13-May-2008 9:15 AM -- 8bobby
I am the chairman of our condo board. We are just 4 month old, prior to that developer had control. Can the board fine people for rules violations that have been in existence even before we took over from the developer? We sent a letter to one unit for a violation and they ignored it. So we the board had the maintenance man take down their decorations. Now the guy is going to file a lawsuit against the board for selective enforcement, failure to notify, distruction of personal property, harrassment and what ever else he can think of. Can he do this? Will our insurance cover this?.
13-May-2008 7:23 PM -- JohnnyRocket
Assuming the rules were part of the existing bylaws when the infraction occurred, it is not improper for the board to enforce them now. The violations aren't excused merely because the developer as trustee neglected to enforce them.
Regarding selective enforcement, generally it is best to enforce the rules systematically and on an equal basis. That said, the board is entitled to prioritize their actions. If there is a current safety or budgeting issue that is taking up much of the volunteer board's time, it is not inconceivable that the board might reduce their efforts regarding enforcement of dog-waste pickup or parking for a few weeks, but the overall treatment must be equal with regard to all unit owners.
With respect to the claims of the unit owner in question, his notice as to the rules comes from the condo docs. "Reminders" are nice but not required. Destruction of property, I assume his decorations were not kept and returned to him - if they were disposable in nature, or of a nominal cost (string of lights, etc), this would probably be considered a frivolous claim. You may want to see if your bylaws detail what action will be taken when these "decorations" violations occur. Harassment: there are always a few unit owners who believe that the rules are not fair or don't apply to them. Sending notices of violations and removal of decorations after said notice is ignored does not constitute harassment unless it could be clearly linked to some motive other than keeping the property maintained to the standards outlined in the condo docs.
Will your insurance cover this? Hopefully you have a Directors and Officers (D&O) policy in effect. (Your condo docs should include a requirement for the association to carry this insurance on the trustees.) This will protect the trustees as individuals from the "sound/reasonable business decisions" they make on behalf of the association.
As to the association itself, your master policy may cover your defense costs. I would consider making a review of your association's insurance policies a priority.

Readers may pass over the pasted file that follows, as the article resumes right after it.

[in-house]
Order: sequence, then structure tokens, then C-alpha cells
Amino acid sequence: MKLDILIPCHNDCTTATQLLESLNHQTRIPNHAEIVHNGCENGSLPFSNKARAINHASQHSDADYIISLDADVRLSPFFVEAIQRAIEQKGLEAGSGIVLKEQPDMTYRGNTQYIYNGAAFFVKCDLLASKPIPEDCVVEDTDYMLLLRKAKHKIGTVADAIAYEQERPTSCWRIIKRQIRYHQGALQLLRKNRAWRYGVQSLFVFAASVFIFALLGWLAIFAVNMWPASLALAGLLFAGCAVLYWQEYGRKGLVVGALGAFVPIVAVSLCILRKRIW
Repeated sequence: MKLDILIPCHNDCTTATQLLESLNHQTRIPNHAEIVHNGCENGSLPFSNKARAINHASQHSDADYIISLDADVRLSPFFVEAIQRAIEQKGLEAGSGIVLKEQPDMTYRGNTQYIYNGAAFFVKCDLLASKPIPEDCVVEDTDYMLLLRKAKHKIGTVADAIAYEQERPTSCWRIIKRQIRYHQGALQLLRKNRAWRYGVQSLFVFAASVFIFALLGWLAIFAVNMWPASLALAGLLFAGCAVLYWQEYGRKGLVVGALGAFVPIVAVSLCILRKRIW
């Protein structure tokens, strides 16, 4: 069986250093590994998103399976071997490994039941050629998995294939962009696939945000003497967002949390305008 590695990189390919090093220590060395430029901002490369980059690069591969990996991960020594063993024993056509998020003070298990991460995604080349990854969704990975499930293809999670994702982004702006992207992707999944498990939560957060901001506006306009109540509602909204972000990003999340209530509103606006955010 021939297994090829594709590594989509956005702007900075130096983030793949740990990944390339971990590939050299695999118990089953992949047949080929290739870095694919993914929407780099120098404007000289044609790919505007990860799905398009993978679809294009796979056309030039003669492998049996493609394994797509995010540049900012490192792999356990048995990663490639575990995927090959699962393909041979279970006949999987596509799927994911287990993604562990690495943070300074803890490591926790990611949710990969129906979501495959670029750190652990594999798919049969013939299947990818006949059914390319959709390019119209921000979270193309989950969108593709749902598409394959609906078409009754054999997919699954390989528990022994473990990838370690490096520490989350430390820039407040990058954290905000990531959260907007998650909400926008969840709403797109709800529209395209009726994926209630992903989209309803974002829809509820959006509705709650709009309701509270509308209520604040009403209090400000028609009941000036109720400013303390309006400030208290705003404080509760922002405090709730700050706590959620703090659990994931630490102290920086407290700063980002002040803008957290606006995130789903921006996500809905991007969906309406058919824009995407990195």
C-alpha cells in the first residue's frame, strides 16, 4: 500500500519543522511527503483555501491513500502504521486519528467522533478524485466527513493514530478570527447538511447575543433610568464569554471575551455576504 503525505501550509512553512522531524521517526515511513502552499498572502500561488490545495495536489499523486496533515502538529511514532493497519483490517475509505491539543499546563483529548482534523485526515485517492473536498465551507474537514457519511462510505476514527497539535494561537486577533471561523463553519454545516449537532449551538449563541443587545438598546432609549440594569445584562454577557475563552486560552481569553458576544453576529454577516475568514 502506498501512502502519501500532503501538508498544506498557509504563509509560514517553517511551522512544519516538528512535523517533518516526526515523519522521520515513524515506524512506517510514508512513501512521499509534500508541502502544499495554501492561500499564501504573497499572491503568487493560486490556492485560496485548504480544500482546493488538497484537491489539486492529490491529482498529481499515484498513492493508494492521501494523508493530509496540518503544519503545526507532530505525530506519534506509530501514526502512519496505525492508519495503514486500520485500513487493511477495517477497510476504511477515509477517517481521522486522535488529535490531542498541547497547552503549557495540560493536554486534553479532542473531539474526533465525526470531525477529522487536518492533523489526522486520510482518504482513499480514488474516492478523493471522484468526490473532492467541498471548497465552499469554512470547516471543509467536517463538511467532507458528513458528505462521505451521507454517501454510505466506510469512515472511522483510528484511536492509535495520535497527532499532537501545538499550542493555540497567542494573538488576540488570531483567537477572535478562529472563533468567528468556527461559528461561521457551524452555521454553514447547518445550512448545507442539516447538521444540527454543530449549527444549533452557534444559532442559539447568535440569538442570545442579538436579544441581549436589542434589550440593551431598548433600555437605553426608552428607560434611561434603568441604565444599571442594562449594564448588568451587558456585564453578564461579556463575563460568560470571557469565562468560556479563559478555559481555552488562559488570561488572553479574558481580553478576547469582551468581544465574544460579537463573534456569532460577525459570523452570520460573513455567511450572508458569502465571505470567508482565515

If you would like to discuss your issue further, feel free to contact me.
Attorney John F. Libertine
Last Edited on 13-May-2008 7:27 PM
17-Jul-2008 11:26 PM -- Johnny Mul
I live in a condo. and would like to know if Mass. condo. rules supercede condo. docs. I feel our board overstepped their bounds when they altered the landscape of the common area next to our unit by installing a well filter hidden under a fake 3 ft. boulder (this filter was suppose to be buried in the ground with rocks on top of it). We were notified while out of state, we replied and expressed our concern and felt they did not have the right to do this without a vote of the association, and asked them not to proceed until we came home on a spacific date so this could be discussed, they ignored our concern and the day before we arrived the filter was installed with this boulder covering it. We know they have the right to do certain things concerning the complex, but because of the expense of that filter and another new well + filter we believe they needed to vote even if they had the funds, but mainly because they changed the landscape, our docs say it can't be done.
I understood that Mass. condo. laws supercede regular condo. docs. and master deeds. I want to fight this but I don't want to go broke doing it if I'm misinformed. We live in another condo. in FL and were told by our board there, that that could not have been done without a vote, and that FL law supercedes their docs.
Any information you could give would be greatly appreciated.
23-Jul-2008 6:47 AM -- L Sigman Esq
You are correct that Massachusetts law supercedes condominium regualtions.
Before pursuing this, and incurring the expense of such, you should determine what your loss actually is. If the complex needed a new filter, had the budget to cover this expense, and you are not going to have higher fees or a special assessment, then you've suffered no monetary loss.
If the manner in which the filter was installed hasn't altered the landscape in such a way as to affect drainage, or the value of your unit, then the only loss may be that you don't like the way it looks. Only you can decide if this is worth the epxense of pursuing.
If you would like to discuss this furhter, please feel free to call out firm. We would be happy to discuss the matter in more detail, at no obligation to you.
SIGMAN LAW OFFICE PC
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